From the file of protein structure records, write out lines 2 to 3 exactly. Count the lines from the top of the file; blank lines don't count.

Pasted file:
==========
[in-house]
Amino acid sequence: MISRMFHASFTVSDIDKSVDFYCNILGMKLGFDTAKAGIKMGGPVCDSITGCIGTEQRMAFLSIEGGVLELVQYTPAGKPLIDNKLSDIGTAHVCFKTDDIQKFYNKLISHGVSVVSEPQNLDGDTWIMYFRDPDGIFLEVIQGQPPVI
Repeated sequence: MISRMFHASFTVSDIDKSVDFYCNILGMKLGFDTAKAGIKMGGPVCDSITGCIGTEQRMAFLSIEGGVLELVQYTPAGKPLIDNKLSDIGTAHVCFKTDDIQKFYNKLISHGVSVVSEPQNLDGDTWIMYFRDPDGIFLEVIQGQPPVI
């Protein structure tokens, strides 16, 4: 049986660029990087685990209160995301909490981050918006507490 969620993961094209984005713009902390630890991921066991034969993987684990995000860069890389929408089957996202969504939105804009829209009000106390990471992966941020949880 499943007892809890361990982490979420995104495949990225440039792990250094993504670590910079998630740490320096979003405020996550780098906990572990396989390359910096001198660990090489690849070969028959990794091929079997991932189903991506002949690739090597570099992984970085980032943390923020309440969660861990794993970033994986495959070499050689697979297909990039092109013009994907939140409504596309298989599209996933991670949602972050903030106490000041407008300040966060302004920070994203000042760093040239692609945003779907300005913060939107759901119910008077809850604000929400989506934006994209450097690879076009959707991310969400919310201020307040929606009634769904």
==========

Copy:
Amino acid sequence: MISRMFHASFTVSDIDKSVDFYCNILGMKLGFDTAKAGIKMGGPVCDSITGCIGTEQRMAFLSIEGGVLELVQYTPAGKPLIDNKLSDIGTAHVCFKTDDIQKFYNKLISHGVSVVSEPQNLDGDTWIMYFRDPDGIFLEVIQGQPPVI
Repeated sequence: MISRMFHASFTVSDIDKSVDFYCNILGMKLGFDTAKAGIKMGGPVCDSITGCIGTEQRMAFLSIEGGVLELVQYTPAGKPLIDNKLSDIGTAHVCFKTDDIQKFYNKLISHGVSVVSEPQNLDGDTWIMYFRDPDGIFLEVIQGQPPVI